Another huge disadvantage is the fact that it is impossible for the state to keep track efficiently of the rhythm at which resources are leaving the land. Royalties should logically constitute an indication of the quantity of resource extracted, but this is not the case with profit-based royalties.

Ad valorem royalties

Ad valorem royalty regimes are also pretty simple in theory. First calculate the total value of metals and minerals the mining company extracted and then tax a percentage of this gross production value.

If, as suggests the Institut de la statistique du Québec’s estimate for 2011 (p. 6), the mining companies develop $8.2G, a 10% royalty rate on the production value would allow the province to benefit from $820M in royalties. As a comparison, in 2012, Québec received only $388M in royalties, and this was the highest amount levied in a decade.

Mining entrepreneurs consider this regime extremely disadvantageous since royalties are levied as soon as mining production occurs, without regards to profit. Hence, all operating mining companies pay royalties, even those which are operating at a loss for whichever reason.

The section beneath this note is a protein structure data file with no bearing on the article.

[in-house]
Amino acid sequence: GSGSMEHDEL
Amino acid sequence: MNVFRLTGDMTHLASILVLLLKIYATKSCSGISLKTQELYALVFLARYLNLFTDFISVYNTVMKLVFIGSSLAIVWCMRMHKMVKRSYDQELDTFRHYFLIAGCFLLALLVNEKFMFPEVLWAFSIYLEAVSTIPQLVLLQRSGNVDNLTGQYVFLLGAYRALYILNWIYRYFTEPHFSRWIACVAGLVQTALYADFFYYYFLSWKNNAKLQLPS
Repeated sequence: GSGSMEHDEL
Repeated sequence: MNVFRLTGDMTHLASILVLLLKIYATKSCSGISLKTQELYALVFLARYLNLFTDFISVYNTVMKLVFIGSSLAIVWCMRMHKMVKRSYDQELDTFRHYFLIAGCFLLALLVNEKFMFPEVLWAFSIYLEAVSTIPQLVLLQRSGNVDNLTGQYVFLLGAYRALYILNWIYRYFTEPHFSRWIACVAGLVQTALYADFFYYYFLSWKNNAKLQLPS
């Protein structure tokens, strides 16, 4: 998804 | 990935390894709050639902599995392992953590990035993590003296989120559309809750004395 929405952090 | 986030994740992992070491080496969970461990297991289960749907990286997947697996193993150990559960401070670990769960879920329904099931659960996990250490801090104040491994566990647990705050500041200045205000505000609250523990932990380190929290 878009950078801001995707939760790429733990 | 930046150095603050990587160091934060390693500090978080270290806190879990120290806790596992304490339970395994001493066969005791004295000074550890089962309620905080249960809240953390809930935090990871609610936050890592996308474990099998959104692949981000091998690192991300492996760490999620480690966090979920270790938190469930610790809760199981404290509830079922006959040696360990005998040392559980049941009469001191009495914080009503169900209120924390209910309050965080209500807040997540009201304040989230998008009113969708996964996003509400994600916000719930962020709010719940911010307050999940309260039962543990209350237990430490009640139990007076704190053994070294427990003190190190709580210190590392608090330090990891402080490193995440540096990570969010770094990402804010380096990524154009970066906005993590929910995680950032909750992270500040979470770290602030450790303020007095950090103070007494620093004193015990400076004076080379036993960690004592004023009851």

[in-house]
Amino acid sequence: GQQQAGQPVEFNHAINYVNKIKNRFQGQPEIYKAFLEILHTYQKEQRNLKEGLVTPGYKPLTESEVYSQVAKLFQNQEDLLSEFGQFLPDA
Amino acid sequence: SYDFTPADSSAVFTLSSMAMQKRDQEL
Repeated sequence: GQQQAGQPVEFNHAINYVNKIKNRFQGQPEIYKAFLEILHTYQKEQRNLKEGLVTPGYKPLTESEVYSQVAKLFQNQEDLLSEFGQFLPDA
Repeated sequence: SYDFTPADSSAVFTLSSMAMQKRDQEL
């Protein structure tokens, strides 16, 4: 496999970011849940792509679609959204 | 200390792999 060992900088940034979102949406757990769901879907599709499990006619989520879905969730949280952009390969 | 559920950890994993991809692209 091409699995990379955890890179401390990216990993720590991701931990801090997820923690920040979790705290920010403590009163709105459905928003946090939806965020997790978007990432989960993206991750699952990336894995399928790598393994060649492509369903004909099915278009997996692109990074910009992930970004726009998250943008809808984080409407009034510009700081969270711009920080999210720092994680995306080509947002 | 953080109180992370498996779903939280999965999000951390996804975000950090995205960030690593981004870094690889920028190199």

For some, such a system would damage Québec’s “international competitiveness” as a mining jurisdiction since such a tax measure would “have a dissuasive effect” and discourage investment on the territory. However, from citizens’ point of view, it is a fairer regime which, in addition to minimally complying to the definition of what a royalty should be, gives the state a continuous income in exchange for private companies extracting and shipping public resources.

The PQ regime

The new regime tabled at the beginning of the week is a mixture of both approaches. The mining companies will have to pay the highest amount between the two following options:

  • A tax on the “output value at the mine shaft head” (gross production value minus certain production and transformation expenses), with a 1% rate if the output value falls below $80M and a 4% rate otherwise.

  • A progressive tax on the profit margin (“operator’s mining profit divided by its gross value of annual production”).